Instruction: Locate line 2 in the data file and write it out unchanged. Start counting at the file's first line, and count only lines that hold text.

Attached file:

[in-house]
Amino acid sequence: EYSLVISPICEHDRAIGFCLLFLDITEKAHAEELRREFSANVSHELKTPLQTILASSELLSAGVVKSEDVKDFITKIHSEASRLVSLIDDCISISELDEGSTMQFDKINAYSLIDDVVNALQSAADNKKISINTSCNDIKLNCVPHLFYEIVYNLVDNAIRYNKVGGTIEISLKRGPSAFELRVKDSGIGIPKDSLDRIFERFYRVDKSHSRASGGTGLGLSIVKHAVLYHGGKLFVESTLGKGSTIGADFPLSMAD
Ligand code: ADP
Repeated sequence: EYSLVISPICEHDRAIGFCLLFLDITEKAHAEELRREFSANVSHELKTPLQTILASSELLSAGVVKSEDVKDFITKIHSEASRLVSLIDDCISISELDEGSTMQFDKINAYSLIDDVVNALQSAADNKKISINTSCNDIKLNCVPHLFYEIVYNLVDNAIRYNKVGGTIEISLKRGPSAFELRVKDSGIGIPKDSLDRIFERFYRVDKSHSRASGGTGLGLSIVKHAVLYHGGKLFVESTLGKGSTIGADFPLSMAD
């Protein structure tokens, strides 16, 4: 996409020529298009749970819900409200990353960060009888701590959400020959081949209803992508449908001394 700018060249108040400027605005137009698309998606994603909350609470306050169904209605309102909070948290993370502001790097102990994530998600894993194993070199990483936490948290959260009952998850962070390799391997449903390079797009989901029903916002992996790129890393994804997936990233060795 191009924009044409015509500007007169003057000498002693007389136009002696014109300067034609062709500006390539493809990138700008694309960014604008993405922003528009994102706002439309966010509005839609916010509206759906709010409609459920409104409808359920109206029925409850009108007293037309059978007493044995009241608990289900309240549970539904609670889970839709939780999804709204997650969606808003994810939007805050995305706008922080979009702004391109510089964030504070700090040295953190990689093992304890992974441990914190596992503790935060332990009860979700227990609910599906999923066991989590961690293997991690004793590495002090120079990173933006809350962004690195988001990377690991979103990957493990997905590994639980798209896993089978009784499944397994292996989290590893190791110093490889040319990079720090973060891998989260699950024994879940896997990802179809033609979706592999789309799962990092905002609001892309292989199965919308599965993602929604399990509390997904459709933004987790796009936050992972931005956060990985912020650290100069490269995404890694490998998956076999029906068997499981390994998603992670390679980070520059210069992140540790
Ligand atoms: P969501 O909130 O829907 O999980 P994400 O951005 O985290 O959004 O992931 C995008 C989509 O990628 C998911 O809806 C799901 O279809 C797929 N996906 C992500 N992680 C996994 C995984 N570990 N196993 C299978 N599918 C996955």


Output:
Amino acid sequence: EYSLVISPICEHDRAIGFCLLFLDITEKAHAEELRREFSANVSHELKTPLQTILASSELLSAGVVKSEDVKDFITKIHSEASRLVSLIDDCISISELDEGSTMQFDKINAYSLIDDVVNALQSAADNKKISINTSCNDIKLNCVPHLFYEIVYNLVDNAIRYNKVGGTIEISLKRGPSAFELRVKDSGIGIPKDSLDRIFERFYRVDKSHSRASGGTGLGLSIVKHAVLYHGGKLFVESTLGKGSTIGADFPLSMAD